Cut-leaved teasel is an invasive weed along highway corridors and is classified noxious in four states, including Missouri. Few herbicides have been examined for cut-leaved teasel control. Herbicides were evaluated for efficacy on established plants and residual activity for suppressing seedling emergence. Various growth regulator herbicides, amino acid inhibitors, and paraquat were applied on established teasel at two locations in central Missouri in fall 2003 and spring 2004, and two additional locations in fall 2004 and spring 2005. At 2 wk after treatment (WAT), paraquat resulted in the highest injury of teasel (85%), but injury declined over time. At 4 WAT, teasel control was most consistent with dicamba diflufenzopyr applied in spring, ranging from 75 to 94% control. At 8 wk, glyphosate, dicamba diflufenzopyr, metsulfuron-methyl, imazapyr, and combinations of growth regulator herbicides with 2,4-D were most effective, with teasel control from 86 to 100%. Control with 2,4-D alone was inconsistent; sulfosulfuron, sulfometuron-methyl, and paraquat were ineffective. Residual herbicides did not reduce teasel seedling emergence the following year. A number of herbicides were effective in managing emerged plants but reinfestations of treated sites is likely, even with the residual herbicides used in this research.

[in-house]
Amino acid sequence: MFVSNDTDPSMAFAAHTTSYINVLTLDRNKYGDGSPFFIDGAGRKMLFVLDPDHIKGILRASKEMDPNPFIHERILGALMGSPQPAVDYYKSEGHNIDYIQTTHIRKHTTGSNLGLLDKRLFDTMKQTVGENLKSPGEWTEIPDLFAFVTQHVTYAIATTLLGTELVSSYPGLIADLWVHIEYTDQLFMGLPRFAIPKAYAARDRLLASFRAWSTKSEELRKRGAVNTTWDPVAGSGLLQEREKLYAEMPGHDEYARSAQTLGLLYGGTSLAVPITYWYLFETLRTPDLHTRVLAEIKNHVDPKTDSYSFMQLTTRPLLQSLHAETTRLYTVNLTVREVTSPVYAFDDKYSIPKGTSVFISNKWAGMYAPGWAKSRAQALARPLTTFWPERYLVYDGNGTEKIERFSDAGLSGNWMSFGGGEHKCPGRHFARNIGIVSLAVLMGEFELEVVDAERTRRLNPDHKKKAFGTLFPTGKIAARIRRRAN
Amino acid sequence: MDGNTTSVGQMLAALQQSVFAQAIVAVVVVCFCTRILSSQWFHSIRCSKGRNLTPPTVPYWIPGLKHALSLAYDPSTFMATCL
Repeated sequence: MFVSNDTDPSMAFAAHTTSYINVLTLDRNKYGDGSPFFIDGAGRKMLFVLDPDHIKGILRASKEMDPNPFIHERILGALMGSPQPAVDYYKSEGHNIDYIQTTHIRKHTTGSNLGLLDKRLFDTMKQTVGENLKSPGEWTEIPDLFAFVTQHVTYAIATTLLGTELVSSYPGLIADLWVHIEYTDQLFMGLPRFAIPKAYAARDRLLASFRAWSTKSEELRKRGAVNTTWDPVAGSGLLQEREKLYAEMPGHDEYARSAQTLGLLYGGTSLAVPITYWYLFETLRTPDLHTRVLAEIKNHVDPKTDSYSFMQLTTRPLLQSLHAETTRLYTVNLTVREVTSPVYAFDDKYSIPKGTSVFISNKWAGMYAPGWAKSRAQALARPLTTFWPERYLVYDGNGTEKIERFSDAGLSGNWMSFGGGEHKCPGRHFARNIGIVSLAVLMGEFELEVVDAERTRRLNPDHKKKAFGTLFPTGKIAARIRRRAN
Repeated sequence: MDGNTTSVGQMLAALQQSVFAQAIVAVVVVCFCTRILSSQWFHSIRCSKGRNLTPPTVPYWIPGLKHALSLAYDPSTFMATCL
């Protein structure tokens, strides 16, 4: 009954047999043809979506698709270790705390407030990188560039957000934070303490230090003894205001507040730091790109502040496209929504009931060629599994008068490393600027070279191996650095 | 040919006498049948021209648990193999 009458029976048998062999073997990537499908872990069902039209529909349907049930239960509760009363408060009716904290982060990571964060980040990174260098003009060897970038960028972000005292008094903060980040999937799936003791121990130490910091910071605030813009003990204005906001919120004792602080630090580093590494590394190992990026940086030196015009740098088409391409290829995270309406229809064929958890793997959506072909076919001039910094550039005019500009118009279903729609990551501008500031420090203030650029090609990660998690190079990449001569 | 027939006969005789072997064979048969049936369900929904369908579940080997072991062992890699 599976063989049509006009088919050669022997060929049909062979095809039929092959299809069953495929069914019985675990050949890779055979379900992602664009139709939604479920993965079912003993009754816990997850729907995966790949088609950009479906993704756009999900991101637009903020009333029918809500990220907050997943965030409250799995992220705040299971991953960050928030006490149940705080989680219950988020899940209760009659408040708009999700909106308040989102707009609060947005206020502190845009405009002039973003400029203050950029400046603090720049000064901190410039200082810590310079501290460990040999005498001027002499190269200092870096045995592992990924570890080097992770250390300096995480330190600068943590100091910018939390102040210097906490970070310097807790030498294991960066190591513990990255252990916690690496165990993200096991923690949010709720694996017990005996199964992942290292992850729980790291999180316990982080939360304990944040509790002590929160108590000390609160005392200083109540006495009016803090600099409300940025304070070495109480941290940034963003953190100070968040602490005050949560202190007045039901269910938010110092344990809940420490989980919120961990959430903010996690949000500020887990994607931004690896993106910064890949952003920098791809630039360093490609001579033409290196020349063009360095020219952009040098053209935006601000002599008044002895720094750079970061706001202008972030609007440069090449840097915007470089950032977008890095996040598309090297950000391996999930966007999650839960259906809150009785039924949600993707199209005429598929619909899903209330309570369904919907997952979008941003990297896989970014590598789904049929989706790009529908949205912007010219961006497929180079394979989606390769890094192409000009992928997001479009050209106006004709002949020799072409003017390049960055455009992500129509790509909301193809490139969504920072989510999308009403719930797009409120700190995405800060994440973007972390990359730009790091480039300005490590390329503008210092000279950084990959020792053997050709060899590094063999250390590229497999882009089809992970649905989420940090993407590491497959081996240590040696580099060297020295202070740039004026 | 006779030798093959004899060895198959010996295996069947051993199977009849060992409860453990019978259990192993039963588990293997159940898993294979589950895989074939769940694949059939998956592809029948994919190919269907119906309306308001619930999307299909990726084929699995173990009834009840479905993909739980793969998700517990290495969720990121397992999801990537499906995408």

Nomenclature: Dicamba diflufenzopyr; glyphosate; imazapyr; metsulfuron-methyl; paraquat; 2,4-D; sulfosulfuron; sulfometuron-methyl; teasel, Dipsacus laciniatus L., DIWLA